I'm guessing you’ve hit a miracle shot once or twice. Maybe you threaded it through the trees, or nipped a wedge off a cartpath. Before I joined the PGA Tour, I had a lot of fun making trick-shot videos with my brother, George. I’d hit golf balls in midair with a driver, skip them across ponds to a target on the other side, bank them off trampolines—you get the idea. Miracle shots are really hard to pull off, but when you’re playing for a score, you need to improve your odds. I’ll show you three stroke-saving trick shots that will look miraculous to your playing partners and opponents, but if you follow my advice, you’ll feel comfortable hitting anytime. —Wesley Bryan, winner of the 2017 RBC heritage at Harbour Town.
The Tight Flop Shot
When there’s no choice but to hit one high from a very tight lie, even a tour player like me sweats a little. This shot can lead to thoughts of blading it over the green and into the subdivision behind it. But by keeping in mind a couple of simple factors, you can dramatically increase your chance of success.
When you blade a pitch, most of the time it’s because you changed the distance between your body and the ball during the downswing. To prevent that from happening, keep your lower body very quiet and use an upright, arm-dominated swing. Open the face slightly at address, and then let the clubhead release through impact with some speed (left). You want to feel the sole of the club, not the leading edge, sliding along the turf.
The Emergency Hybrid
Hybrids are awesome for making longer shots easier to hit than if you used a 3-iron or 4-iron. But you can run into problems using a hybrid when the ball is sitting down in the rough. Unlike irons, the bigger head and wider sole can get caught up in the grass, and the ball goes nowhere.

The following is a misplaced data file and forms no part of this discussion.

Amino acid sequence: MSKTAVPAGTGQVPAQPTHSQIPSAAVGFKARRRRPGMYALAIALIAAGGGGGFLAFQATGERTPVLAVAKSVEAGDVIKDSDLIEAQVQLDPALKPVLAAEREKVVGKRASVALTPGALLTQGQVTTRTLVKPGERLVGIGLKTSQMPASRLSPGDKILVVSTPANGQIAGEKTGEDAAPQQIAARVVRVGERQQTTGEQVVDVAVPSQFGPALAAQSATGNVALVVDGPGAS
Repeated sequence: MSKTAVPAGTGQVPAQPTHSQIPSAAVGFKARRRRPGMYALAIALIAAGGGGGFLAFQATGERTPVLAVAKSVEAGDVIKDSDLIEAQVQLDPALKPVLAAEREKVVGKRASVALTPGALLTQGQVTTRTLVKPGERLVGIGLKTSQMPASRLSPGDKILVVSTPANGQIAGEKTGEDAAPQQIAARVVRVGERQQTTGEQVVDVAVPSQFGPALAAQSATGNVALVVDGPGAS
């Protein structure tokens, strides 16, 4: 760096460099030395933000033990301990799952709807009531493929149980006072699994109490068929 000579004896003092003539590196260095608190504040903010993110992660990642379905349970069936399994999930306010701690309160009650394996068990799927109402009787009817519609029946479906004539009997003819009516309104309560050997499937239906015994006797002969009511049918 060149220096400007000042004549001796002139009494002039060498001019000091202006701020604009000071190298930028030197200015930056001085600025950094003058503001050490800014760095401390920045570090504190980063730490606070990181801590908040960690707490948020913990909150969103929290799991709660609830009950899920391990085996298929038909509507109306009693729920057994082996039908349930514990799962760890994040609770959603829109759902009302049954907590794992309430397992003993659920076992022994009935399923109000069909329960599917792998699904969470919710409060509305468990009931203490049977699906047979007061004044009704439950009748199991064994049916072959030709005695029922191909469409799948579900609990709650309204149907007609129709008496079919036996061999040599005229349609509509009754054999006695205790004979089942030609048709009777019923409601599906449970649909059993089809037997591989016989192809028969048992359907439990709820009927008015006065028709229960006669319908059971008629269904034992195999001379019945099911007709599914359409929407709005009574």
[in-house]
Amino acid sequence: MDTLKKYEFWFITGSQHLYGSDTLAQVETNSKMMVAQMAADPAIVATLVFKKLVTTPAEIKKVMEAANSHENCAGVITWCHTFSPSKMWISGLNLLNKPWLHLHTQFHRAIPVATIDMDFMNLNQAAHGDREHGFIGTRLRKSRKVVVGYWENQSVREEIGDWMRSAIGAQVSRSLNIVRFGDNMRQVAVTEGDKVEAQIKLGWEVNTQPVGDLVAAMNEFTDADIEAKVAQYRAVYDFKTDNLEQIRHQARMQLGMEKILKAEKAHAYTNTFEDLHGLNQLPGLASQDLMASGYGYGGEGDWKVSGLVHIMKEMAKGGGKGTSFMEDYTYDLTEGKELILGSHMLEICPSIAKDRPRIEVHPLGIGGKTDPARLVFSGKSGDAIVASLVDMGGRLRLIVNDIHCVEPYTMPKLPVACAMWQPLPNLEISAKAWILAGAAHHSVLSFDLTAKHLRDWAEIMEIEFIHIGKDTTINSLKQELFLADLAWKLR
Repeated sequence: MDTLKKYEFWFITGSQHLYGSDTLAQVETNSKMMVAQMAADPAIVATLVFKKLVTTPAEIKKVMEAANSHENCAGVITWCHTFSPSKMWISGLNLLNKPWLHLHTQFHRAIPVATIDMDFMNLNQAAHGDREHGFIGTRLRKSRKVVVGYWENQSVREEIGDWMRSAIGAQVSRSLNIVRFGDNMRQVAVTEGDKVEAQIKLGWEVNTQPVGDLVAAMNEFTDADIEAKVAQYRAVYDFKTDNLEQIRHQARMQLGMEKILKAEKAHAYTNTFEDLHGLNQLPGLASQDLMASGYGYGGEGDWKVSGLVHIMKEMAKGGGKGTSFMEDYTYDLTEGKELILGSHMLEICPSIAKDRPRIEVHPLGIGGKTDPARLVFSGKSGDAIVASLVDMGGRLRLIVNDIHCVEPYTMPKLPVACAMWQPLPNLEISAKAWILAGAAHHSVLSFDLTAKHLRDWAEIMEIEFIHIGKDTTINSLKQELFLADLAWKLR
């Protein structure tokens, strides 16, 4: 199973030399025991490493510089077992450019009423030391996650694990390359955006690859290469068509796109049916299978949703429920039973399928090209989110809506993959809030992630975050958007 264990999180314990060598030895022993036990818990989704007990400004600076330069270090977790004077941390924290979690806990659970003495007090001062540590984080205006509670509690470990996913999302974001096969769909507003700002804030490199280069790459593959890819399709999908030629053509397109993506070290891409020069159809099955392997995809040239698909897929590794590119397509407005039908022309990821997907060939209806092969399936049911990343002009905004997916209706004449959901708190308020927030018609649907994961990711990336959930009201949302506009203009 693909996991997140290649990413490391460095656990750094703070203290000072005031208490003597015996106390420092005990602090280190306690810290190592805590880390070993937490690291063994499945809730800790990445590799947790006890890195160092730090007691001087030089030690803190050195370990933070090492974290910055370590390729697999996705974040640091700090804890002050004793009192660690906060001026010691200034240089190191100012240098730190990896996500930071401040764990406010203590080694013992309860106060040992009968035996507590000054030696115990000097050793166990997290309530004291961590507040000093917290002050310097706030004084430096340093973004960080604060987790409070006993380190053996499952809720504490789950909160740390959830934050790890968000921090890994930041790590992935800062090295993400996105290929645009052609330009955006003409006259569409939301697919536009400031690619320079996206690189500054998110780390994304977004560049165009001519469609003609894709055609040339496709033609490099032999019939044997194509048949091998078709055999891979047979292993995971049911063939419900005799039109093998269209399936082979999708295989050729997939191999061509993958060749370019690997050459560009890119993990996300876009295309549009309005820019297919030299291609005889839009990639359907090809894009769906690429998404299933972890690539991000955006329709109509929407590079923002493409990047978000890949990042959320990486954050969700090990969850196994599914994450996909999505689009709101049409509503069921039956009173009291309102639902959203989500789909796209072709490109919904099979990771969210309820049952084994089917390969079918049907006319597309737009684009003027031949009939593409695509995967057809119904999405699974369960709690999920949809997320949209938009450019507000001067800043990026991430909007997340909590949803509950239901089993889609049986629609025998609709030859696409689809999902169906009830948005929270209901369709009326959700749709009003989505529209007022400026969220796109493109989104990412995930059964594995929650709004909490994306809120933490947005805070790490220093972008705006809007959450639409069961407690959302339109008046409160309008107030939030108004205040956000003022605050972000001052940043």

The way I use a hybrid from deep grass is to set up and play for a fade. To copy me, open your stance and the hybrid’s clubface (right). Also, adjust your aim for the fade and play the ball slightly back of center in your stance to encourage a steeper downswing. You’re trying to make contact with as little grass as possible before your club strikes the ball.
Keep in mind that it’s natural to think you’ll need more help than these adjustments to get the ball to the green. But resist the urge to overswing or try to help the ball in the air with a wristy, back-foot swipe.
Depending on the depth of the rough, you can hit it close to normal fairway distance. You’ll launch a flier that rolls and rolls.
The Rescue Pitch
You have a pitch shot that doesn’t need to travel very far, but the ball is way down in the grass. This shot can really lock up a weekend player. How do you swing with enough speed to get the ball out of the rough, but send it only 20 to 30 yards?
Here’s how: Set up like you would for a normal pitch shot, but open the face of your wedge as if you were about to play a bunker shot from the same distance. And just like a sand shot, you’re going to want to blast the club through the grass, keeping the clubface pointing skyward throughout. Feel like your hands are swinging around your body and moving toward your left pocket through impact.
The speed created by making a bunker-type swing will help the club easily cut through the high grass, and you’ll hit a shot where the ball pops up and comes down soft without much spin. When it lands and stops by the flag, your friends will say you couldn’t do that again if you hit a bucket of balls. You’ll just smirk and say, “Yup, it’s a miracle.”